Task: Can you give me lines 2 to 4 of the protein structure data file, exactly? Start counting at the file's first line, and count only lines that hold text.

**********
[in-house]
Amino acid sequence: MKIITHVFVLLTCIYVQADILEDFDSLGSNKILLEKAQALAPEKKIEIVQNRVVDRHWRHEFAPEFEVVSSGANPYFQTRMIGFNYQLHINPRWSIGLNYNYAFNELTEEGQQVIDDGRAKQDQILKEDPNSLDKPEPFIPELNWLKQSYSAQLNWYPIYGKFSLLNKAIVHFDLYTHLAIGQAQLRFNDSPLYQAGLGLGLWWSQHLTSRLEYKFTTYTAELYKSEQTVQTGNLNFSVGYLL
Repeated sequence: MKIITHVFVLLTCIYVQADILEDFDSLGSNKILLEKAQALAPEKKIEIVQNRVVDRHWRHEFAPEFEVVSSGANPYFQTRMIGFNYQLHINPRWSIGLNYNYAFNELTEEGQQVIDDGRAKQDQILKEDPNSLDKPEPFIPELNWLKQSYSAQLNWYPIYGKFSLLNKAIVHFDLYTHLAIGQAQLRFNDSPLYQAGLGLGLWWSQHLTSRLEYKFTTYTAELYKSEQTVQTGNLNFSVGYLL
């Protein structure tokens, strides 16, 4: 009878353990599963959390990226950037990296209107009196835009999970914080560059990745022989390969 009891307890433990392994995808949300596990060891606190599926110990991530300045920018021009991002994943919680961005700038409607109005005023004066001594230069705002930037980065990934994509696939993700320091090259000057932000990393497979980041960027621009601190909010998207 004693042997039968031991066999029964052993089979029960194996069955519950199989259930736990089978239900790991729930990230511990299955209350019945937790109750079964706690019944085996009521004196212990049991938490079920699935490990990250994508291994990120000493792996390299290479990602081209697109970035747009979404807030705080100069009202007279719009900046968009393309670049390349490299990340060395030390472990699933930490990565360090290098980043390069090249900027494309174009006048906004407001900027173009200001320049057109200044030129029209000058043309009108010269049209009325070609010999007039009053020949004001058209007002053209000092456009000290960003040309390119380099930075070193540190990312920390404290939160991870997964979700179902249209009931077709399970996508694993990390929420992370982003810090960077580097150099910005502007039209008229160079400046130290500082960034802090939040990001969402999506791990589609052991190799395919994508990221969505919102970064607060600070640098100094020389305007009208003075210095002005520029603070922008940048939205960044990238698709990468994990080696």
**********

Amino acid sequence: MKIITHVFVLLTCIYVQADILEDFDSLGSNKILLEKAQALAPEKKIEIVQNRVVDRHWRHEFAPEFEVVSSGANPYFQTRMIGFNYQLHINPRWSIGLNYNYAFNELTEEGQQVIDDGRAKQDQILKEDPNSLDKPEPFIPELNWLKQSYSAQLNWYPIYGKFSLLNKAIVHFDLYTHLAIGQAQLRFNDSPLYQAGLGLGLWWSQHLTSRLEYKFTTYTAELYKSEQTVQTGNLNFSVGYLL
Repeated sequence: MKIITHVFVLLTCIYVQADILEDFDSLGSNKILLEKAQALAPEKKIEIVQNRVVDRHWRHEFAPEFEVVSSGANPYFQTRMIGFNYQLHINPRWSIGLNYNYAFNELTEEGQQVIDDGRAKQDQILKEDPNSLDKPEPFIPELNWLKQSYSAQLNWYPIYGKFSLLNKAIVHFDLYTHLAIGQAQLRFNDSPLYQAGLGLGLWWSQHLTSRLEYKFTTYTAELYKSEQTVQTGNLNFSVGYLL
């Protein structure tokens, strides 16, 4: 009878353990599963959390990226950037990296209107009196835009999970914080560059990745022989390969 009891307890433990392994995808949300596990060891606190599926110990991530300045920018021009991002994943919680961005700038409607109005005023004066001594230069705002930037980065990934994509696939993700320091090259000057932000990393497979980041960027621009601190909010998207 004693042997039968031991066999029964052993089979029960194996069955519950199989259930736990089978239900790991729930990230511990299955209350019945937790109750079964706690019944085996009521004196212990049991938490079920699935490990990250994508291994990120000493792996390299290479990602081209697109970035747009979404807030705080100069009202007279719009900046968009393309670049390349490299990340060395030390472990699933930490990565360090290098980043390069090249900027494309174009006048906004407001900027173009200001320049057109200044030129029209000058043309009108010269049209009325070609010999007039009053020949004001058209007002053209000092456009000290960003040309390119380099930075070193540190990312920390404290939160991870997964979700179902249209009931077709399970996508694993990390929420992370982003810090960077580097150099910005502007039209008229160079400046130290500082960034802090939040990001969402999506791990589609052991190799395919994508990221969505919102970064607060600070640098100094020389305007009208003075210095002005520029603070922008940048939205960044990238698709990468994990080696």